Marsden Hartley

Painting, Number 5

Not on view



Oil on linen

Overall: 39 1/4 × 32in. (99.7 × 81.3 cm)

Accession number

Credit line
Whitney Museum of American Art, New York; gift of an anonymous donor

Rights and reproductions
© artist or artist’s estate


Marsden Hartley created Painting, Number 5, one of a series of War Motifs, during an extended stay in Berlin. Hartley was fascinated by the military pageantry of pre-war imperial Germany, and fragments of flags, banners, medals, and insignia crowd the surface of his canvases. "The military life adds so much in the way of a sense of perpetual gaiety here in Berlin," he wrote in 1913. The outbreak of World War I deeply troubled Hartley, however, and he was devastated by the death of Karl von Freyburg, a young German lieutenant with whom he had fallen in love. This work blends the splintered abstraction of Cubism with the mystical overtones of German Expressionism to conjure a symbolic portrait of Hartley’s fallen friend: included are an Iron Cross medal, epaulets, and brass buttons from his uniform, a chessboard that refers to his favorite game, and the number eight, a symbol of transcendence.

Visual Description

Marsden Hartley’sPainting, Number 5(1914–15) is an oil painting on linen. The work measures 39 1/4th inches in height and 32 inches in width. It measures 99.7 centimeters in height and 81.3 centimeters in width.

This painting is filled with fragments of military pageantry that include banners, flags, medals, buttons, epaulets and symbols that are incorporated into an abstract composition. The fragments are subsumed into the shapes, patterns and colors of the overall work. We focus first on a round shape, which sits a little off-center within the painting’s overall composition. In its black circular center is a red cross, whose four arms are of equal length that get wider at the ends. It is surrounded by two outer circular bands: one is white and wide followed by a thin green outline. This circular shape overlaps another circular shape containing a black iron cross. It is placed within a red circle with a wide, golden band around its circumference.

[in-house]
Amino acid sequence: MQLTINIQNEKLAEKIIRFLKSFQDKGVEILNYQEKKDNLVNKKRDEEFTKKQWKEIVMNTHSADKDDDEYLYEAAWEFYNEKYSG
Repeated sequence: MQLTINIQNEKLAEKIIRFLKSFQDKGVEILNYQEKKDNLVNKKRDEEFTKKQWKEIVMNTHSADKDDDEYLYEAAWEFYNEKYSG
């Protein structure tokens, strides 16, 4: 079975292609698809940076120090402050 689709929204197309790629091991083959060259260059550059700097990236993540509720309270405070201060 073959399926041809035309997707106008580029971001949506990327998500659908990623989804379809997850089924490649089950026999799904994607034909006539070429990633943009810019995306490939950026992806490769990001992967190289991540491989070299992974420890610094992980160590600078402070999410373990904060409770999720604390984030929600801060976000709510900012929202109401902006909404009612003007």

Partially obstructed by these two circular shapes is a pole—yellow and black in color—that rises to the top of the painting and angles to our right. The lower part of the pole does not extend to the bottom of the painting. Black and white lines are attached to the pole and fan out to our right;  they bear a resemblance to a flag fluttering in the wind though its stripes are partially hidden by the circular framed crosses.

As we work our way to the bottom half of the painting below the crosses, we can see  rectangular shapes of military medals, red ribboned with yellow medals. A fragment of the number “8” slides into view while to our right there is the checkered pattern of a chess board that we gaze down upon. (The artist has placed us in this position.) Epaulet-like shapes and designs that resemble military buttons are scattered and inserted in a composition dominated by curved bands of color and angled stripes that extend to the edges of the canvas. Vertical shapes reference flag poles. Imagine being inside a parade—jostled by military paraphilia—uniforms, flags, banners and crowds. The artist achieves this through his use of recognizable fragments and differing shapes that fill the canvas. Hartley’s palette employs bright reds, dirty yellows, milky whites set off by dark areas—all applied in a chewy painterly style.